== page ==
Well Wandered - Travel Tips & Wanderlust

Mazunte Oaxaca sunset_lr.jpg
 

Susan of Brooklyn Tropicali

One of the aspects I love most about travel is the people that you meet along the way. Often you connect over a shared love of travel, but sometimes if you’re lucky, you connect over something deeper, something unspoken… perhaps a kindred spirit.

One such person was Susan the creator of Brooklyn Tropicali, an inspiring and informative travel blog full of not only fabulous tips and recommendations but insightful musings on the nuances of travel. Her genuine warmth and openness comes through in her posts and I personally refer to her website regularly for tips!

We met Susan earlier in the year at the house warming of Caitlin, founder of Thread Caravan in Oaxaca. We bonded over our shared love of travel, yoga, our shared background in fashion and our introverted ways.

Here Susan shares with us her travel tips from making the most of a limited travel wardrobe to forging friendships on the road.


You’ve just settled in Oaxaca after three years of travel. How’s that going? What have you found interesting about living in Oaxaca? For example, I love the guys who drive around selling the one gallon bottles of water shouting “agua” from the streets!

Settling down in Oaxaca has been amazing. There were some challenges in the beginning with finding an apartment, furnishing it from scratch, and just learning the systems for all these things. But since then, it’s felt like home. A very inspiring home - the colorful buildings, the abundance of artisan work, the frequent calenda street parades, the amazing food, and the beautiful valley make me excited to start each day.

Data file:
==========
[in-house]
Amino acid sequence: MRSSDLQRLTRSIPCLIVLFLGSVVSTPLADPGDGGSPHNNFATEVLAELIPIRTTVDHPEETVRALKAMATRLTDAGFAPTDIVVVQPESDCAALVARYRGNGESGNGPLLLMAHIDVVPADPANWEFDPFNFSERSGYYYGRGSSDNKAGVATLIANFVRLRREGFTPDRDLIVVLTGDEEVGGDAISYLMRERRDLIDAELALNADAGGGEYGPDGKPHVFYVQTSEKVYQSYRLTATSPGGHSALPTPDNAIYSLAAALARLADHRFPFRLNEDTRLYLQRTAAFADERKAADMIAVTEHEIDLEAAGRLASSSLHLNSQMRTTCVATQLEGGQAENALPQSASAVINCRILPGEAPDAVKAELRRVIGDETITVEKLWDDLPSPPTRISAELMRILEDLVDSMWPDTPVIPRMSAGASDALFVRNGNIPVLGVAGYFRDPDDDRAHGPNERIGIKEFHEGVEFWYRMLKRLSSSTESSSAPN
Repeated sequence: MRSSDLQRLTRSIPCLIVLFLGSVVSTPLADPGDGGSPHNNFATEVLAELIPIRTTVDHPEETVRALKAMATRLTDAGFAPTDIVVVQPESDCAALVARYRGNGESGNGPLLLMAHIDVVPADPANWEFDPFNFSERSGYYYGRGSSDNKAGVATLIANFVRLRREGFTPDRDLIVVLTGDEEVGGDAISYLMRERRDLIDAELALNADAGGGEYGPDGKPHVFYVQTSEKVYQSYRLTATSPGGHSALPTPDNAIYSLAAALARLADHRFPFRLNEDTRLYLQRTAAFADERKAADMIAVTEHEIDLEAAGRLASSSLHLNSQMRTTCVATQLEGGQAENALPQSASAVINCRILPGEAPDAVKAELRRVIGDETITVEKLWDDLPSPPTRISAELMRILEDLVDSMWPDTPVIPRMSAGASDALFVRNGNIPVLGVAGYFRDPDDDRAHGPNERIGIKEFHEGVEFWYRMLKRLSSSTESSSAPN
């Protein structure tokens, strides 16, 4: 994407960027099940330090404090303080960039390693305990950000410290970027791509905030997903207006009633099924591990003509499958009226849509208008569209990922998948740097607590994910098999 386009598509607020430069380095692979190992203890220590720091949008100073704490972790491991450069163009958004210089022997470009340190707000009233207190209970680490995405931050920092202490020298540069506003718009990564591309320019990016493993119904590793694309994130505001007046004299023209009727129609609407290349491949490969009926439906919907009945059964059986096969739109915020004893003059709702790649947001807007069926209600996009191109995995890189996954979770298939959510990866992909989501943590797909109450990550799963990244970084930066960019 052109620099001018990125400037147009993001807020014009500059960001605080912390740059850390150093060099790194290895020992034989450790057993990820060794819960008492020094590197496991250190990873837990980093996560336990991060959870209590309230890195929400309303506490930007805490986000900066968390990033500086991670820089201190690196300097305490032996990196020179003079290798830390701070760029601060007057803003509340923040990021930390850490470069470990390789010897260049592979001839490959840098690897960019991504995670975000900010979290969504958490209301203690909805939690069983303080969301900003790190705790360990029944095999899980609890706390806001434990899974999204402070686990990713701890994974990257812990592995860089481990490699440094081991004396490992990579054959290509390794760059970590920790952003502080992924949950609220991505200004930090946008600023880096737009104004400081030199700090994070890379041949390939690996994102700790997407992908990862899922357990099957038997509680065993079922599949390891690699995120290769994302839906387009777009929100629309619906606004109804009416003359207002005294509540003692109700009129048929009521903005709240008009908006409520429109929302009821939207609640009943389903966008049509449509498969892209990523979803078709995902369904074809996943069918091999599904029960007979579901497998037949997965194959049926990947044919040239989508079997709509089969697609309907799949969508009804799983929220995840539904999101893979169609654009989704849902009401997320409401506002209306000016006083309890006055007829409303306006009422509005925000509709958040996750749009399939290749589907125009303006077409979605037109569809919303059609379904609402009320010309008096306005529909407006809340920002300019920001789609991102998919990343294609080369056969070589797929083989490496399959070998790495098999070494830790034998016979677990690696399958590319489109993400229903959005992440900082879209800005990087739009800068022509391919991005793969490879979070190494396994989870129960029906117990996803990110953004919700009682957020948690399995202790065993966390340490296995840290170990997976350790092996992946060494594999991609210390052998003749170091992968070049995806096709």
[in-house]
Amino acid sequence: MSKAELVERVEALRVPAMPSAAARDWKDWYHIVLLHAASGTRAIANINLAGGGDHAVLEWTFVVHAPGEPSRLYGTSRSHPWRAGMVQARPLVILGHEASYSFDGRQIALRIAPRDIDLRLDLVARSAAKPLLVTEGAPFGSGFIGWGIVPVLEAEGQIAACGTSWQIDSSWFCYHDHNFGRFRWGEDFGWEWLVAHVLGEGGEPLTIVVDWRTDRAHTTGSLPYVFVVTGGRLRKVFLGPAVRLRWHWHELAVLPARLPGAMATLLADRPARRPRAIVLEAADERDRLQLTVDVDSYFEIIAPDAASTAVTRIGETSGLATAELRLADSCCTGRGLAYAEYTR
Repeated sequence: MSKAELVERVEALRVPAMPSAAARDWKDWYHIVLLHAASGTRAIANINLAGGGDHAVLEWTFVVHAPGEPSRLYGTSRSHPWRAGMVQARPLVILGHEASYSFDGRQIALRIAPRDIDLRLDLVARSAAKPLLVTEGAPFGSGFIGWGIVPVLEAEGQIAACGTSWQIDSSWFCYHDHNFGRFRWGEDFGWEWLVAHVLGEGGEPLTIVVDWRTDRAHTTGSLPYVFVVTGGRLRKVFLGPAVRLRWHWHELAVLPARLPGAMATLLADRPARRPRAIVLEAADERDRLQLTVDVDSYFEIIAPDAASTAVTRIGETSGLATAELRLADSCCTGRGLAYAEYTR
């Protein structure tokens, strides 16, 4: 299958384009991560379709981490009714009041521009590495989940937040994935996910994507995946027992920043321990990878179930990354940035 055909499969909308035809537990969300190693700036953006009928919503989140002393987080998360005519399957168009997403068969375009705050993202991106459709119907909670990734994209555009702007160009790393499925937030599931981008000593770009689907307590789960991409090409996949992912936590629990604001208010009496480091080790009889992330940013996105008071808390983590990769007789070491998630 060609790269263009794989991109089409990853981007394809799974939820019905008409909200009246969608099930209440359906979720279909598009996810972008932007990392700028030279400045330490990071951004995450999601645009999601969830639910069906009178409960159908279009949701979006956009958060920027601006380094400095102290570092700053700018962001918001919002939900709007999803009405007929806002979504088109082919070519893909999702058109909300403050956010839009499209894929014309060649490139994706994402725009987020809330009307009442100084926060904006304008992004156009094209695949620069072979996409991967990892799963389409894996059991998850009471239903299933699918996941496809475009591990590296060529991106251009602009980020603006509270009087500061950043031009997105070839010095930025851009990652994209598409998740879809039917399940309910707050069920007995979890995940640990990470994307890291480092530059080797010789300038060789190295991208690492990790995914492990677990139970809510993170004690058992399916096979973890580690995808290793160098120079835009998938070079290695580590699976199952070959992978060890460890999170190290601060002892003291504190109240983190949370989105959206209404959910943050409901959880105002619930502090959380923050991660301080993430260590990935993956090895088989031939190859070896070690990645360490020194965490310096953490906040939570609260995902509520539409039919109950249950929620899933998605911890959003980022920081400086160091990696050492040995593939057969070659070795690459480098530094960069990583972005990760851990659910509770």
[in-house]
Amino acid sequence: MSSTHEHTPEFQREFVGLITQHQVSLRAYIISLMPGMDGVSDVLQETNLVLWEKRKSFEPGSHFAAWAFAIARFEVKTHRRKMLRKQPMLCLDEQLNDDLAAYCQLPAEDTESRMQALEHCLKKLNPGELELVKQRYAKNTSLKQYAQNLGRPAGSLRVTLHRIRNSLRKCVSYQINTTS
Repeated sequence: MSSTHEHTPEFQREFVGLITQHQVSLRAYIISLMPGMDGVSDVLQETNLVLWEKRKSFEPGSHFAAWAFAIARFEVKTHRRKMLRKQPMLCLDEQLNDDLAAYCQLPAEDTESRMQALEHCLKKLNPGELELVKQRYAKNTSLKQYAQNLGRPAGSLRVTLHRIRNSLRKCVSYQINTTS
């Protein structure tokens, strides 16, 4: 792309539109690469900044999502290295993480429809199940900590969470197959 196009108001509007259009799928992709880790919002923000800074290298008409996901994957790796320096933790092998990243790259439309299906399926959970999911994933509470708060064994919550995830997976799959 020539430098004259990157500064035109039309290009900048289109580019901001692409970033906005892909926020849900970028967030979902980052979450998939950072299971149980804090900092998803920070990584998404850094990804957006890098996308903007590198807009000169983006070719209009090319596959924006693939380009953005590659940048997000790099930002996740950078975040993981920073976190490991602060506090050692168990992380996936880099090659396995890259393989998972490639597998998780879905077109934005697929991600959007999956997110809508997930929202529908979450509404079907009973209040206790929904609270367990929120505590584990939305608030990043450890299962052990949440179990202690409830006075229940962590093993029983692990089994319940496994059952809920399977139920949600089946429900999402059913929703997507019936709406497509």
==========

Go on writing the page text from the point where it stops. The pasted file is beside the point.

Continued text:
I’ve also loved learning the distinct sounds and delivery options that pass my door each day - agua, gas, camote (sweet potato dessert), the trash truck bell, and the guys who ring a triangle and have delicious cookie-like wafers. The longer that I’m here, the more I understand the everyday systems and the culture.

Oaxaca Cruz de la Piedra

Oaxaca Cruz de la Piedra

We both have backgrounds in fashion, so I imagine that like me you’re forever questioning your “travel wardrobe”. What’s your idea of the perfect (long-term) travel wardrobe?

This was always such a challenge for me. You can only fit about a week’s worth of items in a suitcase. I would get so sick of them! But I figured out how to choose items that were very cute but also comfortable and versatile. I leaned heavily on easy dresses (to dress up or down), and comfortable ankle boots and huarache sandals. Scarves double as beach blankets, sarongs or towels. And a jean jacket goes with everything!

I would also often repurpose items that were wearing out - cut a dress into a top, or tie a loose dress up as a skirt instead. I tried to be creative with what I had.

Yagul area photo by  Jessica Novillo

Yagul area photo by Jessica Novillo

What is your most treasured overseas purchase?

I didn’t actually buy a lot during those 3 years because of my limited space. The items really had to be functional.

But I think my most treasured item was actually a gift - it’s a small, beautifully woven colorful little bag made by the Huichol people in Nayarit. Near the beginning of our 3 years of travel, we did a house-sit in a remote part of the Nayarit, Mexico mountains, on a crater lake called Santa Maria del Oro. There were almost no international tourists or expats here, it was a local weekend destination for people nearby.

The locals in the small town were so warm and welcoming to us, even though my Spanish was really basic then. I learned so much about Mexico and Mexican kindness during that time. We made friends with the butcher in town, and would chat with him for awhile in English and Spanish every visit.